Can a Weekend Really Change Your Life?: Solo Journeys

In the past couple of weeks, in the midst of winter, I’ve felt a familiar restlessness– one I’ve experienced at this time of year for a long time. There’s a need to escape the gray of winter to a new place, a new experience; it’s the time when the next Solo Journey starts to form.

That journey will take place in September. The first leg of my trip will not be solo; my cousin, Kim and I will be traveling to Scotland with the mission of placing her mother’s ashes at the Isle of Skye. Then we’ll fly from Edinburgh to Dublin and spend a few days. She’ll return to the States and then I’ll do my Solo Journey in another area of Ireland. So while that trip is on the horizon, my spirit is restless and can’t wait until September to find relief.

Last week I was searching through books on my shelf and found one I’d read back in 2006:

A Weekend to Change Your Life: Find Your Authentic Self After A Lifetime Of Being All Things to All People by Joan Anderson. I looked through the pages and found comments I’d written in the margins as well as notebook pages I stuffed inside. That was the second book I’d read, even studied, by Joan Anderson.

Those of you who’ve read my memoir, He Heard My Voice, may remember that her first book,

A Walk on the Beach: Tales of Wisdom from an Unconventional Woman was the memoir I found when I took my Solo Journey to Jekyll Island, Georgia. For me, it had been “the right book at the right time.” The description on the book jacket said that it was a “poignant, insightful exploration of renewal at midlife” and that’s where I was that summer–fifty years old and examining my life. I’d spent hours reading and then mulling over what I read as I walked along the Atlantic Ocean as well as under the live oak trees of the Jekyll Island Club. That book helped me understand the need to draw away and find the time and quiet space to see my life; it helped to reinforce the reason to take those journeys every year.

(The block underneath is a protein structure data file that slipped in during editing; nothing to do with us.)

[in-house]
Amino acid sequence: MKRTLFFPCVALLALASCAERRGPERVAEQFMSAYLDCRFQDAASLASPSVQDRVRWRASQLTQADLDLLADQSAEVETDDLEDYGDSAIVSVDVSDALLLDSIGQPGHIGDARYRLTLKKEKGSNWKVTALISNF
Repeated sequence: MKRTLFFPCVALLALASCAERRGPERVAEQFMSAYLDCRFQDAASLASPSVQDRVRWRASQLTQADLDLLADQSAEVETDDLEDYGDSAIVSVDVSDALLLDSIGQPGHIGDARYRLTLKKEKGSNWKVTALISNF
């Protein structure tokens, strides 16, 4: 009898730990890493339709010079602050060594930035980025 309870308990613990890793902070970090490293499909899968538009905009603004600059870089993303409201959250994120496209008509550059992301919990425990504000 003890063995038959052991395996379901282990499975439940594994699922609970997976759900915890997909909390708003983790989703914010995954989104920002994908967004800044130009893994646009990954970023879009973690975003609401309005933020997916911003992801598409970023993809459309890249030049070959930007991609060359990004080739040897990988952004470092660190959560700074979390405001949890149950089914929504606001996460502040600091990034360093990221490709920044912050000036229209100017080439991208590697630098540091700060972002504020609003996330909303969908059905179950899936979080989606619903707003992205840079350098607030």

Now, at sixty-six, I see the validity of what I learned and put into action.

Looking at the chapters in this second book I have by Joan Anderson, I see how her life changed from the response of the readers, particularly women, to the same book that helped change my life. As I leafed through A Weekend to Change Your Life, the section “Small but Powerful Journeys” (p 191) caught my attention. In the opening paragraph, Joan says:

“Second journeys come in all sizes and shapes– and they are not measured by mountain peaks scaled or marathons run. Small journeys can have just as significant an impact on the overall course and tone of your life. It’s all about embracing unpredictability–creatively disengaging from your typical day and the people with whom you live, to follow your instincts, whatever form they may take. Any activity has the potential to become fertile ground for growth. New involvements especially revivify your intellectual, emotional, spiritual, and physical outlook. In the process, they also illuminate the unexpected paths.”

Photo by Krivec Ales on

It occurred to me that my obvious second journey, that’s not small, is my life as a single person after forty years of marriage. Along this path, there are many opportunities to take smaller journeys, side trips you could say, of self-discovery at this age– now as a senior. I can go back and reread this memoir–that is also a workbook, at this point in my life and see how things are different, what works now.